• If you are in a place to support those who are grieving, don’t ask if you can help or should help a friend in grief. Just help. Find ways; invite them to group events or just out for coffee.


Before I close, I want to emphasize the importance of self-compassion as an essential component to reclaiming peace during the holiday season. Our Inner Critic often is loud and can steal our joy, especially when we allow comparison a place in our minds. With my clients, I regularly teach the 3 components of self-compassion according to Dr. Kristin Neff.

  1. Self-Kindness vs. Self-Judgment: Talk to yourself as you would a friend, not your enemy.
  2. Common Humanity vs. Isolation: Recognize that someone else experiencing a similar situation would likely also be feeling the same way. You are not alone.
  3. Mindfulness vs. Over-identification: Name your feelings and be mindful of them without over-identifying with them. For example, “I’m feeling disappointed that very few of my friends came to the party that I hosted,” rather than, “I’m rejected and don’t have any friends.”

In closing, showing compassion towards ourselves brings peace, and seeing compassion shown towards others brings hope.  That reminds us of Jesus bringing hope to the world and peace in our hearts, the true meaning of Christmas. So the next time someone asks me if I’m ready for Christmas, instead of focusing on the checklist, I’m going to try to focus on my heart. If there is peace in my heart, then there is more room for joy. So that’s my intention. What’s the most important change that you want to make this holiday season to care for yourself more and reduce stress?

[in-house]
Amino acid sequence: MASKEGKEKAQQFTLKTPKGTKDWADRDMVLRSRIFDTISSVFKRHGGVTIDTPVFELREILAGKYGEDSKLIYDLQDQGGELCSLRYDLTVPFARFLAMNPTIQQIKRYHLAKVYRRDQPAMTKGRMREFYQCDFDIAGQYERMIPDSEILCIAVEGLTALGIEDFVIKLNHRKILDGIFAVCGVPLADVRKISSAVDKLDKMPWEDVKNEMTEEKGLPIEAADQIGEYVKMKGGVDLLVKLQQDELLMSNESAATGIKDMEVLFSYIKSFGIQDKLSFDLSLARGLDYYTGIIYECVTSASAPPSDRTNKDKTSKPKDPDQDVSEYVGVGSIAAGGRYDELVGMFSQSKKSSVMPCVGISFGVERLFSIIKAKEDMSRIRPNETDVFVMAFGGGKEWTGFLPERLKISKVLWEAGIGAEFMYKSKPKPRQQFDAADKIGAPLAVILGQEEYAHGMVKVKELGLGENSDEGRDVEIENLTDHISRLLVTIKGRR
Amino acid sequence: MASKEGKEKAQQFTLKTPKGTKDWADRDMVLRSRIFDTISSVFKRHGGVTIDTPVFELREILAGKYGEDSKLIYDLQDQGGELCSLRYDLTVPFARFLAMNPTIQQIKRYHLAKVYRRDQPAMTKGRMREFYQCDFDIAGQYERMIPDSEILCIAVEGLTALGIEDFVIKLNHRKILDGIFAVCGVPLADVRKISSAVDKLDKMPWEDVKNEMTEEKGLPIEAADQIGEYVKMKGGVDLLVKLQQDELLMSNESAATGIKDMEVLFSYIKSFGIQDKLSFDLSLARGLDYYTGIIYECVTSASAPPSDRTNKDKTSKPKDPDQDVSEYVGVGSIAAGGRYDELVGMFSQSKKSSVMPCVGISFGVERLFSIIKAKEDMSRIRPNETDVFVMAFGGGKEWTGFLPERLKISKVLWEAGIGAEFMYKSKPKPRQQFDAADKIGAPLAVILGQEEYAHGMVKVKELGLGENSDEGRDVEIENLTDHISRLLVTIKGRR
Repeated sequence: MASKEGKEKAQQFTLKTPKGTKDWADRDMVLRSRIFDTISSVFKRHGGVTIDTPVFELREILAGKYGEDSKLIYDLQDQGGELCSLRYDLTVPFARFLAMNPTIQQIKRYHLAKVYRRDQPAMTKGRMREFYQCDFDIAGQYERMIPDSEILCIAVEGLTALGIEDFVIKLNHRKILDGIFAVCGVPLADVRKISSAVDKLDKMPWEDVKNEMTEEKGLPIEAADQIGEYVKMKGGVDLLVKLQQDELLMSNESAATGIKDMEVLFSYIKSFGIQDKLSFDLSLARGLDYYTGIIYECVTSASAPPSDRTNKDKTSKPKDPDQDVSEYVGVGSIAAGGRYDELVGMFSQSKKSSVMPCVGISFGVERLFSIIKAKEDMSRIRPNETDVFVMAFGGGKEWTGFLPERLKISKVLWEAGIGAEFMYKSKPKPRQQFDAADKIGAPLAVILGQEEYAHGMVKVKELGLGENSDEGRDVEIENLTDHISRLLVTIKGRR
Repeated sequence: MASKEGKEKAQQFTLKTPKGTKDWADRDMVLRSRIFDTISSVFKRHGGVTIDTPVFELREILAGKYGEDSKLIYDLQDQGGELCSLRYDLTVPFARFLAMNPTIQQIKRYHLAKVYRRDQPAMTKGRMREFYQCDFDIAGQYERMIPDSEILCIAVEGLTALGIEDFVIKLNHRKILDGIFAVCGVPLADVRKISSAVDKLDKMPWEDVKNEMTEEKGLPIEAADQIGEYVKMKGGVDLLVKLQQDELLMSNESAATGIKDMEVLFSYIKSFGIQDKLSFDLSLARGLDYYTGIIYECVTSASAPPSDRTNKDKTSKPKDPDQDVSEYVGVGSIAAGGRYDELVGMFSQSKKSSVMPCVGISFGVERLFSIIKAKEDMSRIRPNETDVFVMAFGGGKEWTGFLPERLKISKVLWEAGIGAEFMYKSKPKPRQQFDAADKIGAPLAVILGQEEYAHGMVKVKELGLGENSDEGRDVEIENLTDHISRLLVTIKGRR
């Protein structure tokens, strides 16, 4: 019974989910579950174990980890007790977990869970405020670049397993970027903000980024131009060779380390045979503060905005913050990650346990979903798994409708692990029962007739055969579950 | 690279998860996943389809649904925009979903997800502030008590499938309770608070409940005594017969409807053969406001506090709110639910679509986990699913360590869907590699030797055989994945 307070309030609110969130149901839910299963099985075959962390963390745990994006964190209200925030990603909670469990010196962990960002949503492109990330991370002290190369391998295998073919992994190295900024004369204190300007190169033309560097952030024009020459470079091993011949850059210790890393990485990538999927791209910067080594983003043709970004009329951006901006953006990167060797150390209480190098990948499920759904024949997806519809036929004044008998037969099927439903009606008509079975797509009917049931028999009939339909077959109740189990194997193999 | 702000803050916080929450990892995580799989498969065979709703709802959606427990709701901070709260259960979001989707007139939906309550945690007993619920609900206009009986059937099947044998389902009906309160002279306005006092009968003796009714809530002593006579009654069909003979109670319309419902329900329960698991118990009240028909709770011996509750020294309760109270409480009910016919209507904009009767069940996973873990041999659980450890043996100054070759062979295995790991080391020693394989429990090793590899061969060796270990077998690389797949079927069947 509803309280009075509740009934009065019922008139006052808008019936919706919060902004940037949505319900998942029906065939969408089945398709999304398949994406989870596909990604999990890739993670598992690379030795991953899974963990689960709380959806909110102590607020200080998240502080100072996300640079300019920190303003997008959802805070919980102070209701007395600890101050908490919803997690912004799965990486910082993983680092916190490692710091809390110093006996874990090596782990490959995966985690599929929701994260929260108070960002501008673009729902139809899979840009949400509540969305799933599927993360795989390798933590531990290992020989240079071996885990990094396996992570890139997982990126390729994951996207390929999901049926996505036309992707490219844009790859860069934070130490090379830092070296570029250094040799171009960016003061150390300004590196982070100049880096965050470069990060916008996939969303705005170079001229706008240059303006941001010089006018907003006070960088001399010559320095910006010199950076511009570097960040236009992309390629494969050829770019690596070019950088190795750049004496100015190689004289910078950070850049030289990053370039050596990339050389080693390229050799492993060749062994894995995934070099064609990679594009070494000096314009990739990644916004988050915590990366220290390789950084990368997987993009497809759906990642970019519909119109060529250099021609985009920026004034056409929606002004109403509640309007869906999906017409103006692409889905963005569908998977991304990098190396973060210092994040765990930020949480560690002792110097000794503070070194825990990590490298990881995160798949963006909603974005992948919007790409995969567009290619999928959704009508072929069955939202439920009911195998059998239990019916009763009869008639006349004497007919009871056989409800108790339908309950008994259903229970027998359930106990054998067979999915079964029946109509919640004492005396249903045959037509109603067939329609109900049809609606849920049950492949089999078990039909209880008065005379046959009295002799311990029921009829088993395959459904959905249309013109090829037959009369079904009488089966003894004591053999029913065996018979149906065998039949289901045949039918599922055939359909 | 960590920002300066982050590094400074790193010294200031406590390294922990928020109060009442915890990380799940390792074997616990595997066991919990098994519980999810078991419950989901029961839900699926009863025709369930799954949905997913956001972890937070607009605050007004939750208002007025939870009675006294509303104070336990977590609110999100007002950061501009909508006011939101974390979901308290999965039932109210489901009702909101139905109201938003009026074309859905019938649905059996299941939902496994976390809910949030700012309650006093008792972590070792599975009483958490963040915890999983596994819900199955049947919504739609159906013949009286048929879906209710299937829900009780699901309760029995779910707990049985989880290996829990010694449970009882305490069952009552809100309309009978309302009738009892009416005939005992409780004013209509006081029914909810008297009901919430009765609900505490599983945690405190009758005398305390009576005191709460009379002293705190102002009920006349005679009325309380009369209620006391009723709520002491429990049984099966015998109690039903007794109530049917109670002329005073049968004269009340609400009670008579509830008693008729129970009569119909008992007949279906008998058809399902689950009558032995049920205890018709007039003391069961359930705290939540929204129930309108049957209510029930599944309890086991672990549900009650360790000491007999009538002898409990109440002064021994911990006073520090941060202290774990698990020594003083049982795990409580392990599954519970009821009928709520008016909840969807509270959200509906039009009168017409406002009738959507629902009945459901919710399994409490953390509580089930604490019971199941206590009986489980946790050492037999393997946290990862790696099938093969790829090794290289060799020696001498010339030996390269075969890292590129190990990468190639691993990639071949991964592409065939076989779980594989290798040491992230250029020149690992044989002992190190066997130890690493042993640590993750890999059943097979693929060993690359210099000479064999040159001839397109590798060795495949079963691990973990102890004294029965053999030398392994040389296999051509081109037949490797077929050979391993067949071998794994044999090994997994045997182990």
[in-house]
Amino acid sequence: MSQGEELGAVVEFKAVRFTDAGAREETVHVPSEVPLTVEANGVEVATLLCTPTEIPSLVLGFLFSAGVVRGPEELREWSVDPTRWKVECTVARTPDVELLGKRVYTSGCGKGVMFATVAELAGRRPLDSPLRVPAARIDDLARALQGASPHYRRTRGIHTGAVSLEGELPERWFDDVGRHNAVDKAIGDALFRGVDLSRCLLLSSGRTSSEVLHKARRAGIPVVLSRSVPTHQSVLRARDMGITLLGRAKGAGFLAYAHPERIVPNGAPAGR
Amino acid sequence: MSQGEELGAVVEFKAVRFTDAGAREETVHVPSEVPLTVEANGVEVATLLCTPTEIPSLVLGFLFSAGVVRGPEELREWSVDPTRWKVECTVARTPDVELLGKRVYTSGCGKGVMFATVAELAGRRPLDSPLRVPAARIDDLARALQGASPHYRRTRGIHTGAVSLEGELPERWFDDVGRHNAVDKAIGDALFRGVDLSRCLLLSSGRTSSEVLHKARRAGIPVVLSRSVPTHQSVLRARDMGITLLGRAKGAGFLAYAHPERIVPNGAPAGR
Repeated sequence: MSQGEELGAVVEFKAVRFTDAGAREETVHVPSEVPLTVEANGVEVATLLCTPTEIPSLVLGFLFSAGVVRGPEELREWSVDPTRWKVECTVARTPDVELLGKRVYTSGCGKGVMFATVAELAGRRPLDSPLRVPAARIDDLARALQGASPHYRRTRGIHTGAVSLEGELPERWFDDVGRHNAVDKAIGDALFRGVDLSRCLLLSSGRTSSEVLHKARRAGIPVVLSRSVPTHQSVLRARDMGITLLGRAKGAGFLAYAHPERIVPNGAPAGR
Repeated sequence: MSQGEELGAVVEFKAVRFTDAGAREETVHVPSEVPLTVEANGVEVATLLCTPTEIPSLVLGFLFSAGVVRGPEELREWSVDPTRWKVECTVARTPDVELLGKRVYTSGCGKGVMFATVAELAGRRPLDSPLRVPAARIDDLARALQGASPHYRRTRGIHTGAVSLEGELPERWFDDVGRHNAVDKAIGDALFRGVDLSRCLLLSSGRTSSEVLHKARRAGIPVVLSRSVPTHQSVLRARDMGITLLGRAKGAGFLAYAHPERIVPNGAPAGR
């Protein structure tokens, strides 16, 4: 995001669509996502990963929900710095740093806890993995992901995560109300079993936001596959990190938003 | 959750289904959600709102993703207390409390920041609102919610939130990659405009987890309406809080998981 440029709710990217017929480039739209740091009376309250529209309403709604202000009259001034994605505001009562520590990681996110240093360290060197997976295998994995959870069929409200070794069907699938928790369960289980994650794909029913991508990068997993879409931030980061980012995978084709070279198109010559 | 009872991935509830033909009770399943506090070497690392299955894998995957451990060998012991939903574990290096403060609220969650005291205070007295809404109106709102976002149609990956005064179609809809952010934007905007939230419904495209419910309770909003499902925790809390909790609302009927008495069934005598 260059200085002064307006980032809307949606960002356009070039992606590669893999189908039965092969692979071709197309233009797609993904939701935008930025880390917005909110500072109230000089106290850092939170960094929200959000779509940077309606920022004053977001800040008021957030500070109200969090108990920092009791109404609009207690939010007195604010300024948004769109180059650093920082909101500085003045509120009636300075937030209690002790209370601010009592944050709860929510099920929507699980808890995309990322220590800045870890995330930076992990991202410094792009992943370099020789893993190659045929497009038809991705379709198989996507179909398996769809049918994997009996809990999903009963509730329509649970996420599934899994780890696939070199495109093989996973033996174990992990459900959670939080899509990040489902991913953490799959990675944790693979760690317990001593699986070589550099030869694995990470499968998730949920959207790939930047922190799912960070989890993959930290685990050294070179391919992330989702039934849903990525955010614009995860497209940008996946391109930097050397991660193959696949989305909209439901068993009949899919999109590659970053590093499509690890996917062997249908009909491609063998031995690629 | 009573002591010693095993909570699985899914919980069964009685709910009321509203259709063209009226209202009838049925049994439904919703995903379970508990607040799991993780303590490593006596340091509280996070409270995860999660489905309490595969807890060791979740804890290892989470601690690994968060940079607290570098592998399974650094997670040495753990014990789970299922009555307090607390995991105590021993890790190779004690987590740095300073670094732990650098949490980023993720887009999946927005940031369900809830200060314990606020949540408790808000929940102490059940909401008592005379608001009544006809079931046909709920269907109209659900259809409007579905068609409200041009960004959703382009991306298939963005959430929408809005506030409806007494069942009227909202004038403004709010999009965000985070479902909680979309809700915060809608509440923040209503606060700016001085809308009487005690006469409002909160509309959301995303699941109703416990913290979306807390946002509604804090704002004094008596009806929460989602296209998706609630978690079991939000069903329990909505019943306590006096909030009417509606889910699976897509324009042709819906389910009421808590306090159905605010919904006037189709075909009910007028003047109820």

From Nurtured Soul Counseling and Wellness, we wish you a Merry Christmas and joy in the New Year!


Merriam-Webster Dictionary: https://merriam-webster.com

American Psychological Association: https://www.apa.org/helpcenter/holiday-season.aspx

Grief Specialist- David Kessler: https://grief.com

Dr. Kristin Neff: https://self-compassion.org